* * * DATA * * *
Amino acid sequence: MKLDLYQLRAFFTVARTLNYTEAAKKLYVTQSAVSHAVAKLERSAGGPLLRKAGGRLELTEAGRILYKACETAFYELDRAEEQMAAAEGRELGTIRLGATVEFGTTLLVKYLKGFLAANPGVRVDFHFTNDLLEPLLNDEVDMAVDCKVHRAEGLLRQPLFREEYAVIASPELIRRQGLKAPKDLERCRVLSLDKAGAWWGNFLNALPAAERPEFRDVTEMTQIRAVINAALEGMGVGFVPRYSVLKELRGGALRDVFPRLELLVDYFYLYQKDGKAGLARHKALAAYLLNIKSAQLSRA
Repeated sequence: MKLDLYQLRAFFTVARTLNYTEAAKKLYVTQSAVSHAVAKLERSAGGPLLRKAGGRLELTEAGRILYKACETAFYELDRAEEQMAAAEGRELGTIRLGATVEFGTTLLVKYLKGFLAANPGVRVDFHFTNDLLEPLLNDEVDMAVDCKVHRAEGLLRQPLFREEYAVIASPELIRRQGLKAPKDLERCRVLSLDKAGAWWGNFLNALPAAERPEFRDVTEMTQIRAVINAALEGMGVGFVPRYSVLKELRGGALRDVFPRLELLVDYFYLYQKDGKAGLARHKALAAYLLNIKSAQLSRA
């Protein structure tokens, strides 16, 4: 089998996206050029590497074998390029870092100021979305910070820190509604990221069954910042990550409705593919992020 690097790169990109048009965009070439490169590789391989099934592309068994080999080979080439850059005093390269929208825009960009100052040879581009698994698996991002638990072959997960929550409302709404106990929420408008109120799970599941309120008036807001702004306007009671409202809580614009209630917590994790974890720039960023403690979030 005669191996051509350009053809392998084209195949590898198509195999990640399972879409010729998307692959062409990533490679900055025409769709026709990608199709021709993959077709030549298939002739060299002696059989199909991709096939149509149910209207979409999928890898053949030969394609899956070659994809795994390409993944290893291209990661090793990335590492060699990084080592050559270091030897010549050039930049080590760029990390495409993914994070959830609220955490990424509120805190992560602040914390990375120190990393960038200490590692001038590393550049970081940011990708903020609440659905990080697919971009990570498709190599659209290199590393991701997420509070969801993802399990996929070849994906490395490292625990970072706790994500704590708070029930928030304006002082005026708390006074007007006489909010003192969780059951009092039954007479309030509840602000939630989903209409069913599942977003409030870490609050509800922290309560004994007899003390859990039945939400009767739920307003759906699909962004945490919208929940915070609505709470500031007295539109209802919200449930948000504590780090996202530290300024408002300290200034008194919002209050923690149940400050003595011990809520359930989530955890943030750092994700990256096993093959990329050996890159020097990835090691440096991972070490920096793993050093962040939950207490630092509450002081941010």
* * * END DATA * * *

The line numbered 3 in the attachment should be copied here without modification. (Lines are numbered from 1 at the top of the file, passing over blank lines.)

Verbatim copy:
């Protein structure tokens, strides 16, 4: 089998996206050029590497074998390029870092100021979305910070820190509604990221069954910042990550409705593919992020 690097790169990109048009965009070439490169590789391989099934592309068994080999080979080439850059005093390269929208825009960009100052040879581009698994698996991002638990072959997960929550409302709404106990929420408008109120799970599941309120008036807001702004306007009671409202809580614009209630917590994790974890720039960023403690979030 005669191996051509350009053809392998084209195949590898198509195999990640399972879409010729998307692959062409990533490679900055025409769709026709990608199709021709993959077709030549298939002739060299002696059989199909991709096939149509149910209207979409999928890898053949030969394609899956070659994809795994390409993944290893291209990661090793990335590492060699990084080592050559270091030897010549050039930049080590760029990390495409993914994070959830609220955490990424509120805190992560602040914390990375120190990393960038200490590692001038590393550049970081940011990708903020609440659905990080697919971009990570498709190599659209290199590393991701997420509070969801993802399990996929070849994906490395490292625990970072706790994500704590708070029930928030304006002082005026708390006074007007006489909010003192969780059951009092039954007479309030509840602000939630989903209409069913599942977003409030870490609050509800922290309560004994007899003390859990039945939400009767739920307003759906699909962004945490919208929940915070609505709470500031007295539109209802919200449930948000504590780090996202530290300024408002300290200034008194919002209050923690149940400050003595011990809520359930989530955890943030750092994700990256096993093959990329050996890159020097990835090691440096991972070490920096793993050093962040939950207490630092509450002081941010």